Looking back on the year that was 2019, the release calendar for all three gaming systems seems a bit lacking.
As this console generation winds down and developers and publishers move their resources to the PlayStation 5 and Xbox Series X, this year was a sort of dead zone. So when picking the game of the year for 2019, it seems only fitting that the best game of this year originally released at the tail end of 2018.
Nintendo’s “Super Smash Bros. Ultimate” is the culmination of a series dating back more than 20 years to the Nintendo 64. Not only does it include the most content ever packed into a game of this type, it perfected the formula of a series that has already been highly successful and enjoyment with almost every entry to date.
Creator Masahiro Sakurai did the impossible by combining the content and feature richness of later entries with the fast-paced and easy-to-learn-hard-to-master design of “Super Smash Bros. Melee” for not only the best game available on the Nintendo Switch, but one of the best fighting games ever made.
“Super Smash Bros. Ultimate” is the ultimate love letter to Nintendo fans. There’s so much history crammed into the game, from every little bit of information in trophies and backstories to the cameo appearances of almost long-forgotten characters. There’s so much attention to detail that one can easily overlook so many elements of the game and still feel overwhelmed.
“Ultimate” finally struck the balance in gameplay that has been missing since the release of “Melee” on the Gamecube in 2001. Every subsequent entry tried to change up what worked and failed miserably. “Brawl,” with its slow and floaty movement and asinine tripping mechanic, was perhaps the most disappointing. “Smash 4” on the 3DS and Wii U attempted to remedy those issues, but felt more like a lifeless, bland rehash of what had come before with nothing to offer to the franchise’s longevity. It took Sakurai’s near-unhealthy dedication to create a game in “Ultimate?” that will truly be timeless.
Many originally saw the massive roster — including every single character to ever appear in a “Smash Bros.” game — as a gimmick. And while a small section of the fighters are mirrors of another character with the same moveset and abilities, there is such a variety in fighting styles that almost everyone will find someone they can enjoy playing with. That’s the beauty of “Smash Bros.,” there’s always some character that will appeal to someone.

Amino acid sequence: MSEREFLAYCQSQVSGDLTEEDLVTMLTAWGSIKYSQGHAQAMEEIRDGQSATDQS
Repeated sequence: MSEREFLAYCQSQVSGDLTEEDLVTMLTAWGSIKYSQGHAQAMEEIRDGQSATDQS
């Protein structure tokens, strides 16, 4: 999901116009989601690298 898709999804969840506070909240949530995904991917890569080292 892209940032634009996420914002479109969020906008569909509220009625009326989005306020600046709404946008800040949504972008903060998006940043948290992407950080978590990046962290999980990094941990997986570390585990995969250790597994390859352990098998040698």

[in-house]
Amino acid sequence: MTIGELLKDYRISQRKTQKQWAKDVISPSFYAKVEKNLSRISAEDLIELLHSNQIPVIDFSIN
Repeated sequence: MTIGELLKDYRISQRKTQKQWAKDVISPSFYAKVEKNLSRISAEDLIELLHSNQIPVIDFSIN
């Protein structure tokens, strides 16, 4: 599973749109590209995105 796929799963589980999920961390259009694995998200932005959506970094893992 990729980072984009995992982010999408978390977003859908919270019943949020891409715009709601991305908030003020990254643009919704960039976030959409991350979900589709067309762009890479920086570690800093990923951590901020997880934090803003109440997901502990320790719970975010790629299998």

While the game originally released at the tail end of 2018, it has continued to change and evolve over the course of this year, expanding to an even more massive package than at release with new characters, stages and minigames to keep players coming back. If Nintendo plays its cards right, “Super Smash Bros. Ultimate” could be the final “Smash Bros.” release in a long time — not because it’s a perfect package as is, but because it can become its own platform with new content updates on a regular basis. It represents the promise of what a quality games-as-a-service release could offer.
It’s easy to look at “Smash Bros. Ultimate” and pass it off as another game in a long-running series that has seen its best days in the past. But this is one release that any Nintendo fan or fighting game fan should purchase and enjoy. Even if you’re just using characters to take a swing at punching bags with a baseball bat, or whether you’re wanting to go full madness with an eight-player free-for-all battle, the game has something for everyone. It’s not only the most refined and polished “Smash Bros.” release yet, it’s the most enjoyable experience in the series — one that finally tops “Melee” as the best fighter on Nintendo consoles.
Congratulations, Sakurai and Nintendo, you deserve a break and a pat on the back.